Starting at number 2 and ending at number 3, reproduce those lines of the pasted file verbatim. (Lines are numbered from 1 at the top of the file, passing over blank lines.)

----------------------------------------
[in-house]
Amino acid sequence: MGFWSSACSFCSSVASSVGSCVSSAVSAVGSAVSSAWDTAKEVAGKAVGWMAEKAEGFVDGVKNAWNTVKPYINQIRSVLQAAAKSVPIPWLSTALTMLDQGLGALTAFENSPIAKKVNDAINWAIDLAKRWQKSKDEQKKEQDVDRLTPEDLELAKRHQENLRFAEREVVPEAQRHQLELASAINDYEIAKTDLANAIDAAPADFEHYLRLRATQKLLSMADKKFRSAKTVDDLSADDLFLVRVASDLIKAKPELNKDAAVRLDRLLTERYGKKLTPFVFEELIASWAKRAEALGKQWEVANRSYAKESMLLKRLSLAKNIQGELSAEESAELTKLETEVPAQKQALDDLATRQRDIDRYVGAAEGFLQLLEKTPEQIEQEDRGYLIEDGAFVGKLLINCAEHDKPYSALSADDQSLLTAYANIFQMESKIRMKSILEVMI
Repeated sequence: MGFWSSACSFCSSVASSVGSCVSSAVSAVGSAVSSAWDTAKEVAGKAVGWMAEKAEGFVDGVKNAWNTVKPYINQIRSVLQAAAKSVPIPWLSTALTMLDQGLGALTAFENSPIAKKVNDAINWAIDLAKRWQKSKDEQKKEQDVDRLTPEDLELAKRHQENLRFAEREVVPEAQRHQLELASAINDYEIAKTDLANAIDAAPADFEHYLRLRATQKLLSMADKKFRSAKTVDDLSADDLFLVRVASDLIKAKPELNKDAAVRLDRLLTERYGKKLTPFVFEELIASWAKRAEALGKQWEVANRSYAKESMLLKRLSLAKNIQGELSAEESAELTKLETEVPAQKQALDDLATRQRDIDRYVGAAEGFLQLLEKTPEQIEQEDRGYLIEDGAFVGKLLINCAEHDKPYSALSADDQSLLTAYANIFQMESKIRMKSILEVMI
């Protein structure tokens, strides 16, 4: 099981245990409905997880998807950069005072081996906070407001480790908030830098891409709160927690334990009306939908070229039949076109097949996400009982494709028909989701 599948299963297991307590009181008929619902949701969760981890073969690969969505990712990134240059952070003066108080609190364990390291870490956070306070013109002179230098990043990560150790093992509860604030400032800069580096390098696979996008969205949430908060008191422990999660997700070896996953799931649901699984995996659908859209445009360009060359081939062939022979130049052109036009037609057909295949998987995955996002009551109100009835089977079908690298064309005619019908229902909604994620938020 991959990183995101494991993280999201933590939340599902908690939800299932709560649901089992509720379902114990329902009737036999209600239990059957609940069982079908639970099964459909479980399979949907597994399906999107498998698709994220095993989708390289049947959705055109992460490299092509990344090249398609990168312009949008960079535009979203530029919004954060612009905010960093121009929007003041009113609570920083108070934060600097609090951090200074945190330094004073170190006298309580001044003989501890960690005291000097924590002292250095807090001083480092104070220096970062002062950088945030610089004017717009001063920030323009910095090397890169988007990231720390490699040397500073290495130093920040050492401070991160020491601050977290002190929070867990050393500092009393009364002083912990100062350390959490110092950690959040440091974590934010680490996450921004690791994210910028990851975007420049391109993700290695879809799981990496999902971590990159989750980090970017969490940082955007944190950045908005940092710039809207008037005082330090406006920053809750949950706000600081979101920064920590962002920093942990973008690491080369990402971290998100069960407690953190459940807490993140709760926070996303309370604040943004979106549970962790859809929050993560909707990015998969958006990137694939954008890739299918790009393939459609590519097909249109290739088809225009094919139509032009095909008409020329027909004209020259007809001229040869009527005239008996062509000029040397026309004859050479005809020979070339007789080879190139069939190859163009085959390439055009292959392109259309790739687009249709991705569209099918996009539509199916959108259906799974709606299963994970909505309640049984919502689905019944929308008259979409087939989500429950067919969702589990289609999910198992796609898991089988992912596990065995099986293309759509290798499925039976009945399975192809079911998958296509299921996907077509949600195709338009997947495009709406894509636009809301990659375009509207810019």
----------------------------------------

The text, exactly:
Amino acid sequence: MGFWSSACSFCSSVASSVGSCVSSAVSAVGSAVSSAWDTAKEVAGKAVGWMAEKAEGFVDGVKNAWNTVKPYINQIRSVLQAAAKSVPIPWLSTALTMLDQGLGALTAFENSPIAKKVNDAINWAIDLAKRWQKSKDEQKKEQDVDRLTPEDLELAKRHQENLRFAEREVVPEAQRHQLELASAINDYEIAKTDLANAIDAAPADFEHYLRLRATQKLLSMADKKFRSAKTVDDLSADDLFLVRVASDLIKAKPELNKDAAVRLDRLLTERYGKKLTPFVFEELIASWAKRAEALGKQWEVANRSYAKESMLLKRLSLAKNIQGELSAEESAELTKLETEVPAQKQALDDLATRQRDIDRYVGAAEGFLQLLEKTPEQIEQEDRGYLIEDGAFVGKLLINCAEHDKPYSALSADDQSLLTAYANIFQMESKIRMKSILEVMI
Repeated sequence: MGFWSSACSFCSSVASSVGSCVSSAVSAVGSAVSSAWDTAKEVAGKAVGWMAEKAEGFVDGVKNAWNTVKPYINQIRSVLQAAAKSVPIPWLSTALTMLDQGLGALTAFENSPIAKKVNDAINWAIDLAKRWQKSKDEQKKEQDVDRLTPEDLELAKRHQENLRFAEREVVPEAQRHQLELASAINDYEIAKTDLANAIDAAPADFEHYLRLRATQKLLSMADKKFRSAKTVDDLSADDLFLVRVASDLIKAKPELNKDAAVRLDRLLTERYGKKLTPFVFEELIASWAKRAEALGKQWEVANRSYAKESMLLKRLSLAKNIQGELSAEESAELTKLETEVPAQKQALDDLATRQRDIDRYVGAAEGFLQLLEKTPEQIEQEDRGYLIEDGAFVGKLLINCAEHDKPYSALSADDQSLLTAYANIFQMESKIRMKSILEVMI